Perinatal psychiatrists and guidelines on the topic of pregnancy generally consider valproic acid to be contraindicated in women of reproductive potential. A commentary in this issue by Balon and Riba highlights the dilemmas of valproic acid prescription for women of reproductive potential. Avoiding the use of valproic acid in women of reproductive potential is the safest strategy, one that has become exceedingly feasible as a growing number of medications have been introduced for treatment of bipolar disorder. The next best, but far worse, option is the avoidance of pregnancy in women taking valproic acid. The rates of unplanned pregnancy underscore the recklessness of this strategy, when there are so many other treatment choices available.

In this month’s continuing medical education (CME) article, Gotlib and colleagues report the findings from a retrospective chart review of women prescribed valproic acid for psychiatric illness. In the review, they assessed whether there was chart documentation of recommended cautions for women using valproic acid, namely patient education around the risk of birth defects with valproic acid, use of contraceptives, and use of folic acid (high doses are recommended with valproic acid and other anticonvulsants, although it is not known whether such use offsets risk of neural tube defects associated with anticonvulsants). The findings are sobering: they found that "only 25 women (13.2%) on valproic acid treatment had adequate documentation regarding teratogenic risk, 15 (7.9%) were prescribed folate, and only 57 (30%) had documented contraception use." These data underscore the current gaps between prescribing guidelines and clinical practice, particularly because the consequences are so serious.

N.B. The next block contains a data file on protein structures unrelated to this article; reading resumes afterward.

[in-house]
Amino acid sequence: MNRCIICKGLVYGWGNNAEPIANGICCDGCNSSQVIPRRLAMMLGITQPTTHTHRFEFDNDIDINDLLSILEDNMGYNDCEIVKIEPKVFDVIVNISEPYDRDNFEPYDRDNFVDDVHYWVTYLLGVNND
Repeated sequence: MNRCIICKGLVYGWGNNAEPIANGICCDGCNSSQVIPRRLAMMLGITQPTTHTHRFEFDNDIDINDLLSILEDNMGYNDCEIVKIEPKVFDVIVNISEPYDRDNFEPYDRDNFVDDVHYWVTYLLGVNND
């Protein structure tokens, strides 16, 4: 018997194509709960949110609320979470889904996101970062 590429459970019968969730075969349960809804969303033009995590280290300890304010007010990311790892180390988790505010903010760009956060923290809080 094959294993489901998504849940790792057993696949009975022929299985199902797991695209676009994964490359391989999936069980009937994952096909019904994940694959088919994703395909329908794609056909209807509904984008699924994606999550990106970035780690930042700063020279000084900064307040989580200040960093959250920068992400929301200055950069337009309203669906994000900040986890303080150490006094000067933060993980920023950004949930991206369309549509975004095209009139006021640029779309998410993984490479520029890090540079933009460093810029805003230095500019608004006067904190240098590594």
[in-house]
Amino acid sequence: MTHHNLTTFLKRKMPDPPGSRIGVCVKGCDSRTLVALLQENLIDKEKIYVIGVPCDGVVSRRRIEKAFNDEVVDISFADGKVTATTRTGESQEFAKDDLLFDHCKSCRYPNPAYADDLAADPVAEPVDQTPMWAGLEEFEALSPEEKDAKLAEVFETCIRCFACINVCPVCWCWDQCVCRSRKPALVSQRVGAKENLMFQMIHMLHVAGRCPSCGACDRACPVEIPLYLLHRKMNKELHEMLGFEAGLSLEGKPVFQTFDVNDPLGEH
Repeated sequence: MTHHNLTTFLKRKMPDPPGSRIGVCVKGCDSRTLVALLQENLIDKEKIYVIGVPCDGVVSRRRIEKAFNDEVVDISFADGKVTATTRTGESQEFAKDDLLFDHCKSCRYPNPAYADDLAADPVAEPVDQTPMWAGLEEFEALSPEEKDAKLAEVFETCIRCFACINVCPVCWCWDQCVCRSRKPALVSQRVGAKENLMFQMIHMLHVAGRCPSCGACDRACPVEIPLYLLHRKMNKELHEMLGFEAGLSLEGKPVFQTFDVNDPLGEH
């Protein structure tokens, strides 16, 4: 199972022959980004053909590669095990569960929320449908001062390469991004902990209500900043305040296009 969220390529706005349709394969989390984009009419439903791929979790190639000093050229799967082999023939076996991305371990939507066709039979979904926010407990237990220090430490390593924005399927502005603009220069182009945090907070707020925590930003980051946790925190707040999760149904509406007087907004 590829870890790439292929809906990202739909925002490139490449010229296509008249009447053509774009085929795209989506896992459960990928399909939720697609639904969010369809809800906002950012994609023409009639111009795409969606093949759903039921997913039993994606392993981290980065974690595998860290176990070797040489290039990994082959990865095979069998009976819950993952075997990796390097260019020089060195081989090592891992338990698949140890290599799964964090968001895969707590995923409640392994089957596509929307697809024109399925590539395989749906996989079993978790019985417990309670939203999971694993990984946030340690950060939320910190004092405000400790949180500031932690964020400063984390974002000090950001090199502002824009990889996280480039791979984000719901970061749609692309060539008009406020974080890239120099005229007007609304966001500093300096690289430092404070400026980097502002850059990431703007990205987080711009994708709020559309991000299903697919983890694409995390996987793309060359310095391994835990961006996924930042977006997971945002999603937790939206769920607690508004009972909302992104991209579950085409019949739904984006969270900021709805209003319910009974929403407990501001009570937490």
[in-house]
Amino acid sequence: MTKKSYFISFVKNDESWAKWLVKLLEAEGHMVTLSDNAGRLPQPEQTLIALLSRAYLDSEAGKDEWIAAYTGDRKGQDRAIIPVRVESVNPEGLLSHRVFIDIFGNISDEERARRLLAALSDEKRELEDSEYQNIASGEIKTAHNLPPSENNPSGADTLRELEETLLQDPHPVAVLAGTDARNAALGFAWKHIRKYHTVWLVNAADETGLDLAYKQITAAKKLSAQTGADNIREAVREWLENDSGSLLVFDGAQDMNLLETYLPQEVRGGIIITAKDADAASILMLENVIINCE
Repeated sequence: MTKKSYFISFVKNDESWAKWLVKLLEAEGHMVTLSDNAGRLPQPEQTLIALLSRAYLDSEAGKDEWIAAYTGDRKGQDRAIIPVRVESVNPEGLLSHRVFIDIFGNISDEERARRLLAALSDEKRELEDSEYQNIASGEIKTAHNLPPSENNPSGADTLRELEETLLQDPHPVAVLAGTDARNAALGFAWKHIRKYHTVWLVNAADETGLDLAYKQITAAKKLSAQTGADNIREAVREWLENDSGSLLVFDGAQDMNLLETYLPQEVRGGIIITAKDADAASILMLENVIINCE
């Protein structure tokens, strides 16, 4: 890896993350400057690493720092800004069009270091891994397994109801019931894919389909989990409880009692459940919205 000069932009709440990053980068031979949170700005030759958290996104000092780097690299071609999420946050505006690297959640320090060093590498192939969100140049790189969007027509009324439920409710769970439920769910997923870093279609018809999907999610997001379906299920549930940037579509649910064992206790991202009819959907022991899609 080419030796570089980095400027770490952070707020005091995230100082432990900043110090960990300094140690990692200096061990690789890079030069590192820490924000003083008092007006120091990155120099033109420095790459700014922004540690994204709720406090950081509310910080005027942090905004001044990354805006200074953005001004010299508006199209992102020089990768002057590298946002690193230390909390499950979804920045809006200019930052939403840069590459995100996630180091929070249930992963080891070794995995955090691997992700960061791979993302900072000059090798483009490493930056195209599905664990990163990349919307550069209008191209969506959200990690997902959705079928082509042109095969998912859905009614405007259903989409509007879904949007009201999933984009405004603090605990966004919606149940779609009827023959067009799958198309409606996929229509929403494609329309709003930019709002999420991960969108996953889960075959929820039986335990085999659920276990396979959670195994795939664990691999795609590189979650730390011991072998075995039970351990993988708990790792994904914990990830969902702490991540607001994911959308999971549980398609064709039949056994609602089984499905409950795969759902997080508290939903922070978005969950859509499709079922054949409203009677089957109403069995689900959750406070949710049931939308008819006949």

Clearly, the reproductive safety of psychiatric medications must be considered from the onset when starting medications in girls or women of reproductive potential. Also, birth control and family planning and intent for pregnancy should be regular topics of discussion between patients and their health care providers. If women do not specifically state that they intend to become pregnant, it should not be assumed that they are using birth control methods. It is clinically useful to regularly assess the use of birth control methods regularly, as one would assess current medication use.